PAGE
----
How they almost called off the wedding on account of that laugh, because one rain-soaked afternoon Frank got his finger trapped in an umbrella, and the madder he got, the harder Jane laughed, until finally he stalked away with the umbrella still clamped to his finger. How he eventually forgave her (it would make a great story for the grandkids, after all), and a few weeks later she walked down the aisle in Westfield, New Jersey, beaming over a bouquet of hydrangeas. How as newlyweds they were the first couple in their town to get a new car—no one had seen a new car for years—and everywhere they drove that car, a black Chevrolet Fleetline with silver trim, a crowd gathered.

Jane Guba 1946 bride

How they finally saved enough to move out of Frank’s parents’ home, and their neighbors helped them build their house, because that’s what neighbors did. How Frank shouted in his sleep for years, still haunted by nightmares of battle. How they moved to Florida and hoarded shoeboxes full of soap, because you never knew when a Florida hurricane, or another Depression, or wartime rations, might hit again.

How they had four daughters, twelve grandchildren, and friends beyond counting. How they grew old together and pulled up an extra chair and made space between them for their insecure granddaughter, and when she was with them she wasn’t lonely, she wasn’t insecure. How way back when, first they saved the world, and then they saved a girl.

My daughter won’t get it, I know—can we ever truly grasp the lives of those who came before? appreciate the extent of their sacrifices? fathom the depths of their losses, the heights of their joys?—but I hope when it’s my turn, she’ll pull up a chair and listen. I hope she’ll hang on every word of my stories. And not just my stories—her grandparents’ and great-grandparents’ stories, too.

Frank and Jane’s stories.

The Chick-fil-A man’s stories.

The stories of the great generation we lost when she was still learning words.

And maybe she’ll realize that their story is my story is her story, forever intertwined. And maybe we’ll help the greatest generation live on after all.

Frank and Jane with baby copy

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Author: Elizabeth Laing Thompson VIEW ALL AUTHORS POSTS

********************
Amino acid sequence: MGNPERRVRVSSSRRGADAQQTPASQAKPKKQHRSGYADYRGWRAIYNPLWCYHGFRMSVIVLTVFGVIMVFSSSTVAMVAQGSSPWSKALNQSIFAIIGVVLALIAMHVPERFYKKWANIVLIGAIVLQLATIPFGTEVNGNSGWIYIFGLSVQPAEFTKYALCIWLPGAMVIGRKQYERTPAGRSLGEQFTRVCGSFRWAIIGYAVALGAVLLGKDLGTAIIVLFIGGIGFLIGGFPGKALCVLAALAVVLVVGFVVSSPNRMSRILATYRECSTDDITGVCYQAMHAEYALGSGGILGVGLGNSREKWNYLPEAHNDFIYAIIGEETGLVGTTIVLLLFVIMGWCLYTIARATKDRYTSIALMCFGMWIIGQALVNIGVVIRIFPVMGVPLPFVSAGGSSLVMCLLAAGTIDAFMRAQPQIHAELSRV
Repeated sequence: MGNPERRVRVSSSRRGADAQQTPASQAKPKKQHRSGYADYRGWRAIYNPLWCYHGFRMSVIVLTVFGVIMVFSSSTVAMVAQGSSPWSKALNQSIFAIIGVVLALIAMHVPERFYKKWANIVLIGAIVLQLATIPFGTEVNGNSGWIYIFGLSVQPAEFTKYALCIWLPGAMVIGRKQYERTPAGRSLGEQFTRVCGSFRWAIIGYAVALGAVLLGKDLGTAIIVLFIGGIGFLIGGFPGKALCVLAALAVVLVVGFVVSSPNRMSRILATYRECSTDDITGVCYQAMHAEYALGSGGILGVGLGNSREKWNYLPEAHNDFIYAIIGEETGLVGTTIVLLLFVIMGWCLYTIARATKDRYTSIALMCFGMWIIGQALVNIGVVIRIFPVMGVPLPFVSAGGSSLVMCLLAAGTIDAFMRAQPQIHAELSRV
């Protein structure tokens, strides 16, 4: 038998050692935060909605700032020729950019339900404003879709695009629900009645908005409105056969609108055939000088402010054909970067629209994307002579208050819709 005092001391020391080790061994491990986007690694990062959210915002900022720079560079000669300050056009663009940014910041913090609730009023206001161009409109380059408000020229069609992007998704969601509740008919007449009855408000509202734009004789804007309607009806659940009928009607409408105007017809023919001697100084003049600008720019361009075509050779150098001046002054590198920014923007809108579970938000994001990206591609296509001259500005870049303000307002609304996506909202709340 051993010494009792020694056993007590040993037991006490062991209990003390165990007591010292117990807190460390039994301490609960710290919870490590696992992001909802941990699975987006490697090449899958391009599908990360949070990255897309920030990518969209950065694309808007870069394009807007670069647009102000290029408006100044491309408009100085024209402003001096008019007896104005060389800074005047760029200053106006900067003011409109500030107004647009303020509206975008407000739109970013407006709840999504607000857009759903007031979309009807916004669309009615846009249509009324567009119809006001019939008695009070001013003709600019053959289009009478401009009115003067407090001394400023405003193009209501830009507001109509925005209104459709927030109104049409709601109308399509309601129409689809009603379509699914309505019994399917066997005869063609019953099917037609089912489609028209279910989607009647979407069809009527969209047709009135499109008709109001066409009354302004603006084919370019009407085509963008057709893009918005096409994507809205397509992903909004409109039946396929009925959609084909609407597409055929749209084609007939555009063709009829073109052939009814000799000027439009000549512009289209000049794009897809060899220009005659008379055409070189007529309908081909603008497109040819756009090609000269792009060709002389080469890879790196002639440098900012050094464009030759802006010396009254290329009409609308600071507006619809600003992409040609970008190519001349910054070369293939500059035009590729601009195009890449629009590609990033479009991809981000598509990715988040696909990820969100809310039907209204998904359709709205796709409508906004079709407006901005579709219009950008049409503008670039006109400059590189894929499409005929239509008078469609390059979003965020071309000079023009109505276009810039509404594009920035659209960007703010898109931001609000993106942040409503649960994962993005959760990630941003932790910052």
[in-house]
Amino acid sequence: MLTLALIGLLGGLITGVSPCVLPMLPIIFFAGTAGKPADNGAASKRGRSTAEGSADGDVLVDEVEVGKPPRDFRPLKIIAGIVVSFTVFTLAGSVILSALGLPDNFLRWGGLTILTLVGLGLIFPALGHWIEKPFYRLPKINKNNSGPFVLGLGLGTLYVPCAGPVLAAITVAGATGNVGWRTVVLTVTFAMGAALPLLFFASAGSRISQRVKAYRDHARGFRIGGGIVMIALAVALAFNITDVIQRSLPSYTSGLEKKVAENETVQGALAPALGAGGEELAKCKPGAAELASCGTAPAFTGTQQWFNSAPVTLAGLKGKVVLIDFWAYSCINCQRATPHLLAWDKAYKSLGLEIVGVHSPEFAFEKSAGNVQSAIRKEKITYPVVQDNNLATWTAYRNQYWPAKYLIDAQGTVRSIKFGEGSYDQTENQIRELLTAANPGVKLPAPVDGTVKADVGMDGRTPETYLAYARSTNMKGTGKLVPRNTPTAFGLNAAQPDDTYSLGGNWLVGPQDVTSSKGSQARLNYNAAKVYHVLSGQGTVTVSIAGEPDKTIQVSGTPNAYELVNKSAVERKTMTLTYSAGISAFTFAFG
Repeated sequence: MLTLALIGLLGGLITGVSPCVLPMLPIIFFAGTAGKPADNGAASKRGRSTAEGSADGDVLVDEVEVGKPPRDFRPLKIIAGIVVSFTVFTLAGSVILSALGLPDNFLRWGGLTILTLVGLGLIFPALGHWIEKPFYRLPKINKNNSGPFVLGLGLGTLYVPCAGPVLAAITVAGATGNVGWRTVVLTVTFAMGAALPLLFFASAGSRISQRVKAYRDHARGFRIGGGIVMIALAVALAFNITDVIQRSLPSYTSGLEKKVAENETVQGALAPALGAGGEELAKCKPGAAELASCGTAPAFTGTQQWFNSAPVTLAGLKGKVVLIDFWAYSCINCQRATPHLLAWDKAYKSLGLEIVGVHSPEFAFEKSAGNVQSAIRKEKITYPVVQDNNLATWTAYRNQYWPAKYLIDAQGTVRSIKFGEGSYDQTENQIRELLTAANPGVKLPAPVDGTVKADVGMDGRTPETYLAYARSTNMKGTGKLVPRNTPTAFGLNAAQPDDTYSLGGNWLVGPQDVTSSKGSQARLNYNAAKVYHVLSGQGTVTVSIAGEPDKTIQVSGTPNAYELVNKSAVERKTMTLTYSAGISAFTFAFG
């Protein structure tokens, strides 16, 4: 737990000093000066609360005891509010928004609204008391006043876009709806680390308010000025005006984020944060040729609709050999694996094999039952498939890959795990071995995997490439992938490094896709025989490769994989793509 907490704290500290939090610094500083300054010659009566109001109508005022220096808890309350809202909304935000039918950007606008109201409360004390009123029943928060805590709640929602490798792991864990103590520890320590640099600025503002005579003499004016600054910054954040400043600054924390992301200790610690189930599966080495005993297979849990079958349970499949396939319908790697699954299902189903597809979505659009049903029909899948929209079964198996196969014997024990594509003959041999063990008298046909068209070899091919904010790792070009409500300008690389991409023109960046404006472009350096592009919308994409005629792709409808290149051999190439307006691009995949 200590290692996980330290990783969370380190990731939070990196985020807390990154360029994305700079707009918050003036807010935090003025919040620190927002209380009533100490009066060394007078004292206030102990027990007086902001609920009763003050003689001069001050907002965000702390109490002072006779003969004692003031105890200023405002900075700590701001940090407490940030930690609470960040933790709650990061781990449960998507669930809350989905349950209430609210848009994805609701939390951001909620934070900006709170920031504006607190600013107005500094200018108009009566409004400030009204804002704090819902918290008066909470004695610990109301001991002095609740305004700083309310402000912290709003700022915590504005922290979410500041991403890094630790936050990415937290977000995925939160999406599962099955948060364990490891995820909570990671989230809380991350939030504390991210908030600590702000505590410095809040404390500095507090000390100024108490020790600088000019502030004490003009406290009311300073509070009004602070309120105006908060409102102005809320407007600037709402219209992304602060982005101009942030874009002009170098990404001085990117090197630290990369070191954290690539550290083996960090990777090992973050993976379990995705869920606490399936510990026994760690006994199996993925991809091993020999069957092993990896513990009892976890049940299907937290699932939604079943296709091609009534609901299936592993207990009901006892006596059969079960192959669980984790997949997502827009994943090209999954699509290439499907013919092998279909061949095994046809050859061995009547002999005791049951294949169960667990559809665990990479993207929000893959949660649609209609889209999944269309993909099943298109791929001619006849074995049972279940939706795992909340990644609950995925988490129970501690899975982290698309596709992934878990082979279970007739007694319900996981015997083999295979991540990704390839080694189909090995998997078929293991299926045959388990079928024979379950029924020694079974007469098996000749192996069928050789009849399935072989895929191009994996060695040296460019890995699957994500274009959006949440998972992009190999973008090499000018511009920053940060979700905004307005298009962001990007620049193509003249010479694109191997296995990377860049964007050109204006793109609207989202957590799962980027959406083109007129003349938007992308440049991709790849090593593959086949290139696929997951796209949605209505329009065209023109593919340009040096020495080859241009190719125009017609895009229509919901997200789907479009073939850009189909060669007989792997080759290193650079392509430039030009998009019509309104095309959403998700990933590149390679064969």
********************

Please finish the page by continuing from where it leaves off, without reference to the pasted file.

Elizabeth works from home as a writer, editor, diaper changer, baby snuggler, laundry slayer, not-so-gourmet chef, kid chauffeur, floor mopper, dog groomer, and tantrum tamer. She is always tired, but it's mostly the good kind.

12 comments

Comments
  • Aisha May 19, 2016 at 6:43 am

    Beautiful!

    • Elizabeth Laing Thompson May 19, 2016 at 3:30 pm

      Thank you, Aisha!

  • Geri Laing May 19, 2016 at 8:40 am

    Love, love, love this. Thank you. Made me feel so blessed to have been raised by them and by that special generation of people.

    • Elizabeth Laing Thompson May 19, 2016 at 3:30 pm

      Love love love you! I hope we can somehow help our children understand just how wonderful they were, and are…the whole amazing generation.

  • Pam Wallace May 19, 2016 at 2:37 pm

    Elizabeth, I so enjoy reading all of your posts, but this one was so special to me. Your grandparents were (are) two of the most special people in my life, and they have had a profound affect on my life. They have always been there for me over the past 45 years, no matter how many years would pass without seeing them. Your Grandma always kept in touch with me. I know many of those stories, told to me by them. Thank you for keeping their legacy alive with your beautiful writing, and not only of them but all of the Greatest Generation.

    • Elizabeth Laing Thompson May 19, 2016 at 3:29 pm

      I know how they loved (love) you, Pam. I wish I’d had room in this essay to speak of all the other young people—some grandchildren, some children, some (like you) adopted-by-heart children, who sat between those recliners, or at their dinner table, and felt safe and loved. So many of us benefitted from their marriage, their kindness, their huge hearts. Much love to you.

  • Gloria Baird May 19, 2016 at 2:58 pm

    Always love reading your “stories”…. And this was especially heart-moving!! What wonderful memories we have to hold on to…and share with our children and grandchildren!!
    Much love to you!!!

    • Elizabeth Laing Thompson May 19, 2016 at 3:26 pm

      How I love to hear the stories—I know your children and grandchildren love hearing yours! Much love coming back your way…

  • Susanne/The Dusty Parachute May 24, 2016 at 12:58 pm

    So wonderful. Before my step father passed away, he volunteered at the Warhawk Air Museum and helped film veterans’ stories for the Veteran History Project. It’s a wonderful way to help keep stories like this alive. https://warhawkairmuseum.org/veterans-history-project/

    • Elizabeth Laing Thompson May 24, 2016 at 1:13 pm

      What a great project! I look forward to checking it out–thank you so much!

  • Jinky Kieft May 29, 2016 at 6:45 pm

    Thank you for this special story! It reminds me to keep sharing stories like these with my children. My father in law was a Vietnam Vet and we love hearing his stories and the many sacrifice of those that should be honored for there services. Thank you for your wonderful posts!

    • Elizabeth Laing Thompson May 30, 2016 at 8:04 pm

      So glad you enjoyed this, and I know you treasure your father-in-law’s sacrifice and memories. I’m sure it means the world to him. Thanks so much for reading.